Brenda Tjaden has spent her career helping western Canadian farms respond to emerging profit opportunities in growing and marketing their crops. In the process of founding Sustainable Grain, Brenda spent 3 years researching the organic value chain, it’s opportunities and vulnerabilities. She has found and developed solutions for the standard roadblocks that may be encountered by organizations throughout the value chain in converting their businesses from conventional into regenerative organic. She will present the relevant facts around cropping choices, farm restructuring, market dynamics, policies and pricing structures in the organic sector. Sustainable Grain will also provide templates and support for course attendees to develop and execute long-term strategic plans for growth in the organic space. 

This course will include workshops and panels as well as traditional lecture-based presentations. Pre-work is recommended and will be provided ahead of time. Post-workshop, there will be the option to join a formal, professionally-moderated peer group made up of like-minded individuals designed to provide continuous, independent business support and networking.

For more information and to register, contact Brenda Tjaden at

Marketing 'Special Crops' and 'Organics' 

There are some interesting and useful similarities in the market structures for organics, and conventional special crops grown in western Canada. 

  • Volumes are similar; 
  • Buyers pay close attention to quality; 
  • Containers and totes are used more frequently than bulk; 
  • Whether it’s through an Act of God clause or not, forward contracts are usually cancelled with no penalty when crop failure is the cause.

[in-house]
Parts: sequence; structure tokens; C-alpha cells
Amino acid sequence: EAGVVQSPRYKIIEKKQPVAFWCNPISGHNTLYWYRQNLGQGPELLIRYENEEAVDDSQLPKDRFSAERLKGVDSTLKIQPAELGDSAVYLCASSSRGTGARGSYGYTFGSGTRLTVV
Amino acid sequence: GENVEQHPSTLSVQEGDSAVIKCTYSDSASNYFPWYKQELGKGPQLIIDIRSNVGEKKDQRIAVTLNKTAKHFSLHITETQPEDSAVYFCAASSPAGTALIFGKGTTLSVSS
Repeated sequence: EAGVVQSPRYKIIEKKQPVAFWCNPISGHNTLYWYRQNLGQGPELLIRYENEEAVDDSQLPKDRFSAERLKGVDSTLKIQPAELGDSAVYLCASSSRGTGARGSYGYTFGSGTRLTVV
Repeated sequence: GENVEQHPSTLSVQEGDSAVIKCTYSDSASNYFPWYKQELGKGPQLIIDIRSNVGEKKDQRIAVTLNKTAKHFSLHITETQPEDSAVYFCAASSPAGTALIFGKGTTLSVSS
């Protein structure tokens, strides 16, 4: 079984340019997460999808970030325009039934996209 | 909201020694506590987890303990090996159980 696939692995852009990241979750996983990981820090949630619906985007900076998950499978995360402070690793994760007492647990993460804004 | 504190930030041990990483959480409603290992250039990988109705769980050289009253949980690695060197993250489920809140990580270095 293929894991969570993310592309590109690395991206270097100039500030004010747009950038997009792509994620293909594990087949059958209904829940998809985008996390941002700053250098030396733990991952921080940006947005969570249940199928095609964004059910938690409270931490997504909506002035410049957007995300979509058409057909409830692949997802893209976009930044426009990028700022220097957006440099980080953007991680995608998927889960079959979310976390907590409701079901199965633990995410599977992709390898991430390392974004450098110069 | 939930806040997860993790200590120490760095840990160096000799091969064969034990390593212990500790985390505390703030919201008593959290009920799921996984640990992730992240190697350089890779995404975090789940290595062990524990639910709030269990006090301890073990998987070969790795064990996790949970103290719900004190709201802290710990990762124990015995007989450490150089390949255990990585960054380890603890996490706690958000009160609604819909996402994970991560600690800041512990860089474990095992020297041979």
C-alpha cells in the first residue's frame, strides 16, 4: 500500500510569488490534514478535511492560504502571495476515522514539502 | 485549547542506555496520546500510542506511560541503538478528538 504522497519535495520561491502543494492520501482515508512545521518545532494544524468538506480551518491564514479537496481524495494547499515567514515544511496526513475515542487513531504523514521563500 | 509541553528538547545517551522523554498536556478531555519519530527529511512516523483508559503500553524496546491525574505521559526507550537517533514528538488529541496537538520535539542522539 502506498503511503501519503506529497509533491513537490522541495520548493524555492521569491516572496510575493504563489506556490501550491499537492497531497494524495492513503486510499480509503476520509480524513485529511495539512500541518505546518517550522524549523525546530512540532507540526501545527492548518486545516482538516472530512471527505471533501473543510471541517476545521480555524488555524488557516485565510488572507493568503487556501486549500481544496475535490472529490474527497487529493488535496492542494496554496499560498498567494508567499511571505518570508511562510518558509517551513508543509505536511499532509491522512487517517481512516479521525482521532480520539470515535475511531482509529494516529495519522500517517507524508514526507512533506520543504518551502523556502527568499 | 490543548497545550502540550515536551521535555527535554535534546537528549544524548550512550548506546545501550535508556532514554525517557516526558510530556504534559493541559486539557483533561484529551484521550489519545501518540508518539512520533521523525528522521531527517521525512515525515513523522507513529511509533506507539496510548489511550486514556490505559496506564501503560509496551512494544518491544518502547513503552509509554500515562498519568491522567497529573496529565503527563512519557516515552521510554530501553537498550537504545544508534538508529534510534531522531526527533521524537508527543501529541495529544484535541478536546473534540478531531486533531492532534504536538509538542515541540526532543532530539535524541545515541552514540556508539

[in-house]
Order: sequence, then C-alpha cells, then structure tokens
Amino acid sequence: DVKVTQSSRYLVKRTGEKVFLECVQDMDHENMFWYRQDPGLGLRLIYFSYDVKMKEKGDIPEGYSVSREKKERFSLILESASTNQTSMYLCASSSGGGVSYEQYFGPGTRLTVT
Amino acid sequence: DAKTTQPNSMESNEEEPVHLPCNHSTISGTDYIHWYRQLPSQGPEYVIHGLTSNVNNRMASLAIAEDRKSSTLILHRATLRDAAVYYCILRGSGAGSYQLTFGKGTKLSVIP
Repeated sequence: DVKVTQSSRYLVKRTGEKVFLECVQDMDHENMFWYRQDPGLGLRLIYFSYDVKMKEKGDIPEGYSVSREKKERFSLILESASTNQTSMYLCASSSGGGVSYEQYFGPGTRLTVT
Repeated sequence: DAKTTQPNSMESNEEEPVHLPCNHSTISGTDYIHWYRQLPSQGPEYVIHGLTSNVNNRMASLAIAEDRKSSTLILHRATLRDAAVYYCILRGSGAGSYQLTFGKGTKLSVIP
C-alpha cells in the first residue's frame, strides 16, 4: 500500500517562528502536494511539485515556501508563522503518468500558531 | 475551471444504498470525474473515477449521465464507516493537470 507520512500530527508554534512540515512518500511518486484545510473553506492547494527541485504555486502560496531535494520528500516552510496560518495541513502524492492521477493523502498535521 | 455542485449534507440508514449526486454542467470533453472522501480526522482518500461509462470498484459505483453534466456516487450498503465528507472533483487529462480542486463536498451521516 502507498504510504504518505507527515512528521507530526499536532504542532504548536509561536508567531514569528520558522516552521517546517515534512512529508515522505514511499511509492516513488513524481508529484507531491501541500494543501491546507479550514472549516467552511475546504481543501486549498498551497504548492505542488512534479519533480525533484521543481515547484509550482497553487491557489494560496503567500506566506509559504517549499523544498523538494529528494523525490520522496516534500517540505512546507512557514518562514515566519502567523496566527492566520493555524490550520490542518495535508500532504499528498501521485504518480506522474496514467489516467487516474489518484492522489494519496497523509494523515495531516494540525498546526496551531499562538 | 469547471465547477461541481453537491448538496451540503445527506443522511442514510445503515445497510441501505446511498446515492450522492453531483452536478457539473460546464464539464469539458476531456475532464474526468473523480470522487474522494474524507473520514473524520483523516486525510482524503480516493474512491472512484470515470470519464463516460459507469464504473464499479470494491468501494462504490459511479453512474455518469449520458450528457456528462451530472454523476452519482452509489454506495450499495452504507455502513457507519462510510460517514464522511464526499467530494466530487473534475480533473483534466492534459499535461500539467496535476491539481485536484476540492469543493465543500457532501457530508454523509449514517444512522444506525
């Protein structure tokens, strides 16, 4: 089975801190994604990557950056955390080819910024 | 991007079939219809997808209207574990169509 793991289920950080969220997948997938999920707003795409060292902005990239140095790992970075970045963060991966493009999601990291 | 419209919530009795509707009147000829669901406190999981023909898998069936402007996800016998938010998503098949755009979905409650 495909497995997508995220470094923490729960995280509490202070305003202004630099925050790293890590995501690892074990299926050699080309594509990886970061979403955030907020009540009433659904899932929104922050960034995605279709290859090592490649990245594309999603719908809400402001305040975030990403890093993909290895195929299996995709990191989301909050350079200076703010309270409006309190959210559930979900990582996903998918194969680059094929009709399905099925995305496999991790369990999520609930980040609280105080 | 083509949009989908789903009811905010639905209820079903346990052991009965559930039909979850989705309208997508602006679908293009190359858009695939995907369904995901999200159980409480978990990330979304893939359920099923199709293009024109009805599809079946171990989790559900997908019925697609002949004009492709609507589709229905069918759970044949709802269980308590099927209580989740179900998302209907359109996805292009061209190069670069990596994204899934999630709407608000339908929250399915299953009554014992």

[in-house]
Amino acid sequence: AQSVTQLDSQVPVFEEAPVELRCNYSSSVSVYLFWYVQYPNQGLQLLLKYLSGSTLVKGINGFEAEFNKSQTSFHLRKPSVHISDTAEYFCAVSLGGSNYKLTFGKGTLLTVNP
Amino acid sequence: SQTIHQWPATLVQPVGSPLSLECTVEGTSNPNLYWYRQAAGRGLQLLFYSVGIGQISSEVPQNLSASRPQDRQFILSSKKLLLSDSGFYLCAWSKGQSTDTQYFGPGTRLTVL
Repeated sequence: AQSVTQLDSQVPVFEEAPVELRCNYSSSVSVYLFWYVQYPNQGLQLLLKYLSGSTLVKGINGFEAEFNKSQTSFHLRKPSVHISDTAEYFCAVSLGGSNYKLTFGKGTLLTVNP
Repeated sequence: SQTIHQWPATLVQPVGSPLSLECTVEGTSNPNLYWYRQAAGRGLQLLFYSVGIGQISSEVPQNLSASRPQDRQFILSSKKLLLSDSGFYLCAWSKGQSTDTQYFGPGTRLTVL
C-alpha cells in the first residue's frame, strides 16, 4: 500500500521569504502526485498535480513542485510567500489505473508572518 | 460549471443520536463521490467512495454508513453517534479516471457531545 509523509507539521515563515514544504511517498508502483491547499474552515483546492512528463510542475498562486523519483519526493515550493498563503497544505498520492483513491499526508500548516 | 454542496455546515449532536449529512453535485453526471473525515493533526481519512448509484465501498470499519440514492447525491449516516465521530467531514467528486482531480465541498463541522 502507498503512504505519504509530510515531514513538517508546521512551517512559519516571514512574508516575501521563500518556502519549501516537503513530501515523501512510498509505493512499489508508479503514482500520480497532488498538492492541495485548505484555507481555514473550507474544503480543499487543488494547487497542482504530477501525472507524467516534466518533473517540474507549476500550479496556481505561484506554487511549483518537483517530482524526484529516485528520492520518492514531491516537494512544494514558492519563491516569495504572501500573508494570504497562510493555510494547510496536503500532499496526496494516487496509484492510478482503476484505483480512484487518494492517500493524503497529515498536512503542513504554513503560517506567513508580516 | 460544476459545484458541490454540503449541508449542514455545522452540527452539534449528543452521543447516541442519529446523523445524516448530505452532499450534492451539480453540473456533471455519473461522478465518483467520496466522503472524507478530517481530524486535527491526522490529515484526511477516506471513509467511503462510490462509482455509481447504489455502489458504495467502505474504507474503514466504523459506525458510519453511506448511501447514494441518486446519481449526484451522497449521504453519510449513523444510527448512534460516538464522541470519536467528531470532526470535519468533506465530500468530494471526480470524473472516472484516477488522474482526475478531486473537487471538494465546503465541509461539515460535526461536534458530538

Here are some tips based on our experience in marketing both special crops and organics: 

  1. Know the quality - take representative samples at harvest and get reliable grades, for every individual binlot. Keep those records organized and handy for the start of negotiating each sale. 
  2. Build relationships with new buyers - there is a fast-growing community of grain buyers on the organic scene in western Canada. These are responsible and safe companies to do business with, although their approaches to entering the organic space will be unique. Each will have its own customers and culture, making it important to call them up, ask questions and to be transparent.
  3. Forward selling organic grain ahead of harvest isn’t as risky as for some conventional crops, but systems and expectations are tightening up. Read the fine print, and talk regularly with your buyer about the condition of your crops in the field.
Above all, never forget: every load of grain eventually ends up on somebody's dinner plate. Always be careful and keep great records.

We're happy to help.

Have further questions? Drop us a line by emailing our founder, Brenda Tjaden at or visit our website at

Copyright © 2018. Sustainable Grain Inc. All rights reserved.

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Sustainable Grain · Box 4 Group 3 · Dugald, Mb R0E0K0 · Canada